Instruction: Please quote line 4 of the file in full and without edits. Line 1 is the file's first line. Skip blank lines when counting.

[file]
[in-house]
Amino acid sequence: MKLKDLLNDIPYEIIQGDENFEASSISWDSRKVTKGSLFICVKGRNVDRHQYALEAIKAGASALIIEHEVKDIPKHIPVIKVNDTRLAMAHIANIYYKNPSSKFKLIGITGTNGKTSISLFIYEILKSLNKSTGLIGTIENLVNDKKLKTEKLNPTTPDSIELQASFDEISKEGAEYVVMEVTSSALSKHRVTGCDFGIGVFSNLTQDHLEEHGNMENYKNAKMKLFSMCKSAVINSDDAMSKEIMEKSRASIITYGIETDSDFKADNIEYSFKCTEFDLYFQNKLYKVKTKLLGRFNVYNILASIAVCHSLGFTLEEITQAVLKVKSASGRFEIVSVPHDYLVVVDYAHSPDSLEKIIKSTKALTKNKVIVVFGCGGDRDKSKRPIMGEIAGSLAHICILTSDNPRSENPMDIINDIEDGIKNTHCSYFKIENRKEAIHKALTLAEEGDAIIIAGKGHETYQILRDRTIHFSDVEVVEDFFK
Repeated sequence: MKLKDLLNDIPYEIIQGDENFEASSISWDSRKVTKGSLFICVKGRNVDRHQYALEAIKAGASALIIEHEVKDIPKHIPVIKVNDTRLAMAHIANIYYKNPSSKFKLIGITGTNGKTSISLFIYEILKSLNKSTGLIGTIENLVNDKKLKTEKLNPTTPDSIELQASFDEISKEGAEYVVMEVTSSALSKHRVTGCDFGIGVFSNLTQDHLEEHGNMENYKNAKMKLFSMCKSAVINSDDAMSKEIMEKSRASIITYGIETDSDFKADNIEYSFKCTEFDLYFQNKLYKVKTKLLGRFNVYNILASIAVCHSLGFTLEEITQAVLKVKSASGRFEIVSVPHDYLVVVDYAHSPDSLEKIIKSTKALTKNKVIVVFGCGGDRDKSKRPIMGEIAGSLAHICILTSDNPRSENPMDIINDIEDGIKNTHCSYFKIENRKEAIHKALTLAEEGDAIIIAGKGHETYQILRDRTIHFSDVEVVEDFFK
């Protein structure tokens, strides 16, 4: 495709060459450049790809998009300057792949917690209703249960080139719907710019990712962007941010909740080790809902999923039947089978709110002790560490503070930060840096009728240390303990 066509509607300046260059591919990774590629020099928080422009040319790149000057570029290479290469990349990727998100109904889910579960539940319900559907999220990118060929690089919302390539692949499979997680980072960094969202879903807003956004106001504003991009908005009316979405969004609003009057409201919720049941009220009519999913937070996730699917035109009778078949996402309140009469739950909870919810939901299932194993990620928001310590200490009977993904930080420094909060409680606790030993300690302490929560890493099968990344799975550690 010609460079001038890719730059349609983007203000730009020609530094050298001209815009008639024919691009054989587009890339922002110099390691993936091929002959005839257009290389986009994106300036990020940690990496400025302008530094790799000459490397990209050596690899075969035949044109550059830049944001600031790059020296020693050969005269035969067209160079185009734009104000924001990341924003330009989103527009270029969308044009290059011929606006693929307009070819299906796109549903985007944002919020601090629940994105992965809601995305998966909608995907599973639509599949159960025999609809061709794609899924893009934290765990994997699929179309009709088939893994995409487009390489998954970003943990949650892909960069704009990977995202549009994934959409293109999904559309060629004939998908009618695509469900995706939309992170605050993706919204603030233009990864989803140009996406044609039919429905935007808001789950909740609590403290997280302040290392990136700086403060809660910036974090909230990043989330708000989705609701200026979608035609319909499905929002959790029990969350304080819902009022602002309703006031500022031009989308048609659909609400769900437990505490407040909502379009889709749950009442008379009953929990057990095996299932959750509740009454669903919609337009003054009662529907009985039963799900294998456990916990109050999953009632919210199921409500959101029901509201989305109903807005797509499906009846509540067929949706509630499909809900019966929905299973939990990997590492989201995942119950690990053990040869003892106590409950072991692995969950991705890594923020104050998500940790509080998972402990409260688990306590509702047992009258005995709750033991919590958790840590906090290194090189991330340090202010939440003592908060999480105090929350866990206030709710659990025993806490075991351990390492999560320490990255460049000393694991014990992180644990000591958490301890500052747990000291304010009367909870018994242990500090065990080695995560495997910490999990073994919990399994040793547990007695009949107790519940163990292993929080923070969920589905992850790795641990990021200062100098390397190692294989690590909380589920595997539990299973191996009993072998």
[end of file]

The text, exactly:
């Protein structure tokens, strides 16, 4: 495709060459450049790809998009300057792949917690209703249960080139719907710019990712962007941010909740080790809902999923039947089978709110002790560490503070930060840096009728240390303990 066509509607300046260059591919990774590629020099928080422009040319790149000057570029290479290469990349990727998100109904889910579960539940319900559907999220990118060929690089919302390539692949499979997680980072960094969202879903807003956004106001504003991009908005009316979405969004609003009057409201919720049941009220009519999913937070996730699917035109009778078949996402309140009469739950909870919810939901299932194993990620928001310590200490009977993904930080420094909060409680606790030993300690302490929560890493099968990344799975550690 010609460079001038890719730059349609983007203000730009020609530094050298001209815009008639024919691009054989587009890339922002110099390691993936091929002959005839257009290389986009994106300036990020940690990496400025302008530094790799000459490397990209050596690899075969035949044109550059830049944001600031790059020296020693050969005269035969067209160079185009734009104000924001990341924003330009989103527009270029969308044009290059011929606006693929307009070819299906796109549903985007944002919020601090629940994105992965809601995305998966909608995907599973639509599949159960025999609809061709794609899924893009934290765990994997699929179309009709088939893994995409487009390489998954970003943990949650892909960069704009990977995202549009994934959409293109999904559309060629004939998908009618695509469900995706939309992170605050993706919204603030233009990864989803140009996406044609039919429905935007808001789950909740609590403290997280302040290392990136700086403060809660910036974090909230990043989330708000989705609701200026979608035609319909499905929002959790029990969350304080819902009022602002309703006031500022031009989308048609659909609400769900437990505490407040909502379009889709749950009442008379009953929990057990095996299932959750509740009454669903919609337009003054009662529907009985039963799900294998456990916990109050999953009632919210199921409500959101029901509201989305109903807005797509499906009846509540067929949706509630499909809900019966929905299973939990990997590492989201995942119950690990053990040869003892106590409950072991692995969950991705890594923020104050998500940790509080998972402990409260688990306590509702047992009258005995709750033991919590958790840590906090290194090189991330340090202010939440003592908060999480105090929350866990206030709710659990025993806490075991351990390492999560320490990255460049000393694991014990992180644990000591958490301890500052747990000291304010009367909870018994242990500090065990080695995560495997910490999990073994919990399994040793547990007695009949107790519940163990292993929080923070969920589905992850790795641990990021200062100098390397190692294989690590909380589920595997539990299973191996009993072998």